The Netherlands has good train links to Germany and Belgium and on to France. All Eurail, Inter-Rail, Europass and Flexipass tickets are valid on the Dutch national train service, Nederlandse Spoorwegen (www.ns.nl). Major Dutch train stations have international ticket offices, and in peak periods it’s wise to reserve seats in advance. You can also buy tickets for local trains to Belgium and Germany at the normal ticket counters. For international train information, ring the Teleservice NS Internationaal on 09009296 (calls cost €0.35 per minute) or consult the website, www.nsinternational.nl. If you book ahead, NS charges a €3.50 reservation fee per ticket.
From Amsterdam, two main trains travel south. The first, an Intercity (IC), passes through Den Haag and Rotterdam and on to Antwerp (€28, 2¼ hours, hourly), Bruges (€39.40, 3½ hours, hourly), Brussels (€33.40, three hours, hourly) and Luxembourg City (€63.60, 6¼ hours, every one to two hours).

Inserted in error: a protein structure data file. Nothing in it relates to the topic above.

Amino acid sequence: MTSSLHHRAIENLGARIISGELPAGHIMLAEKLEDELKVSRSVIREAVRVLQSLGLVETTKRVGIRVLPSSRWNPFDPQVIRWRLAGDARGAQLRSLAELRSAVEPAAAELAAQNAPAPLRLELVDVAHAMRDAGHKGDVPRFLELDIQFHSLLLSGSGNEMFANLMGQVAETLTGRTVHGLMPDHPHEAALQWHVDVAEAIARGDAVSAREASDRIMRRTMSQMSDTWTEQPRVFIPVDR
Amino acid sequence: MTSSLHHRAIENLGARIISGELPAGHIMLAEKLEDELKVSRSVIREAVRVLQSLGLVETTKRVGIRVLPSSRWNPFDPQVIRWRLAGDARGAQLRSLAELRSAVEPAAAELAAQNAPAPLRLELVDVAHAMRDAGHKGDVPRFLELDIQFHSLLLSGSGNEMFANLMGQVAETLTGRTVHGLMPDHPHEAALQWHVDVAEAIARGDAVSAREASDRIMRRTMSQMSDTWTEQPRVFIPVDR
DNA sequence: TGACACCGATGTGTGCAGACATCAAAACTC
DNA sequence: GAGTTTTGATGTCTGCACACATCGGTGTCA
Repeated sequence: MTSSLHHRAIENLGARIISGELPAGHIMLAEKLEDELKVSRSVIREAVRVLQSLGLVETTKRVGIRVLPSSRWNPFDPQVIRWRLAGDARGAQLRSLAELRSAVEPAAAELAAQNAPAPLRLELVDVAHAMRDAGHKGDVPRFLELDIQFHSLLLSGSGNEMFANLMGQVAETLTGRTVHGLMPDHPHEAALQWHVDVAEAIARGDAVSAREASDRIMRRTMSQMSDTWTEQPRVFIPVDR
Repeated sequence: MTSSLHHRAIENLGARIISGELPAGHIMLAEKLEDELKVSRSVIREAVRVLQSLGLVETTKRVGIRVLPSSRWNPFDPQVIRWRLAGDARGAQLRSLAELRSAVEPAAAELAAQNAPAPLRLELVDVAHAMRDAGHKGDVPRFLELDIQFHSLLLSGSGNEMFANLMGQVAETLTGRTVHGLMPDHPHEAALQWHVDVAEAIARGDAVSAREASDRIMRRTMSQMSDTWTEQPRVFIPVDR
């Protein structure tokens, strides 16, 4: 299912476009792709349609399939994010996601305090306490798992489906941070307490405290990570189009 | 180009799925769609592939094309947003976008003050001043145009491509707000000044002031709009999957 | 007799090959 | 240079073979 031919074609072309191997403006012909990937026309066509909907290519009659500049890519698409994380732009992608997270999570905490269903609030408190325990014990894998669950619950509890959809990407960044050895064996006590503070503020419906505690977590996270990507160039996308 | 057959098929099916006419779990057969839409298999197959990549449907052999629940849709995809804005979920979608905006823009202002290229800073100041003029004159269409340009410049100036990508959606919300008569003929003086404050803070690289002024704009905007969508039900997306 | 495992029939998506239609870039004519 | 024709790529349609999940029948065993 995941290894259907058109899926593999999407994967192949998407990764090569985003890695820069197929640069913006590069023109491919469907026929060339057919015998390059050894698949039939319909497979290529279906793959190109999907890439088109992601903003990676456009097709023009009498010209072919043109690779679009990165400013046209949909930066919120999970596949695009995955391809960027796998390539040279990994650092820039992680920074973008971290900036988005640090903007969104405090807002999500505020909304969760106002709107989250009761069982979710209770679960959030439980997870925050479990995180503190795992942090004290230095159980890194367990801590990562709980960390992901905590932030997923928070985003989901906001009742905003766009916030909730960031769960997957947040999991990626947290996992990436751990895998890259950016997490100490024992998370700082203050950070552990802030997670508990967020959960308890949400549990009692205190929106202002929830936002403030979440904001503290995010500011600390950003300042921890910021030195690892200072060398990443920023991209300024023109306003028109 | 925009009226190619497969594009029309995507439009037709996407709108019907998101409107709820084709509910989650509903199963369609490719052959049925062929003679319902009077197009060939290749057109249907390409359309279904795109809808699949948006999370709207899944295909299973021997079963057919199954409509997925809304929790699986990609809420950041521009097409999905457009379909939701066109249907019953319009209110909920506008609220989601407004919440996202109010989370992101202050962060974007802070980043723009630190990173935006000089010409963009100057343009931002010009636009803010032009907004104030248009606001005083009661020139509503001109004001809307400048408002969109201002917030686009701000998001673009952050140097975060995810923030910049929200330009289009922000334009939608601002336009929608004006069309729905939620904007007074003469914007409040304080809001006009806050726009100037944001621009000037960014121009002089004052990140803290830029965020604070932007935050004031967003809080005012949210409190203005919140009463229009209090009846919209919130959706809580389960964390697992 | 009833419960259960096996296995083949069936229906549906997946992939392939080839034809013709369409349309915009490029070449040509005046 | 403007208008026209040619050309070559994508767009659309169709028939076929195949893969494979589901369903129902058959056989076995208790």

The German ICE high-speed service runs six times a day between Amsterdam and Cologne (€49.20, 2½ hours) and on to Frankfurt (€107, four hours); there’s a surcharge of €2 and €19 respectively. ‘Super Day Returns’ are available to Cologne for €58.50. There’s also a night train between Amsterdam and Munich (from €79) – expect fat surcharges for the sleeper berths. The IC to Berlin (€92.20, six hours, three daily) passes through Hanover.
Weekend return tickets are much cheaper than during the week. A weekend return Amsterdam–Brussels (departure Friday to Sunday, return by Monday) is 40% cheaper than a regular ticket.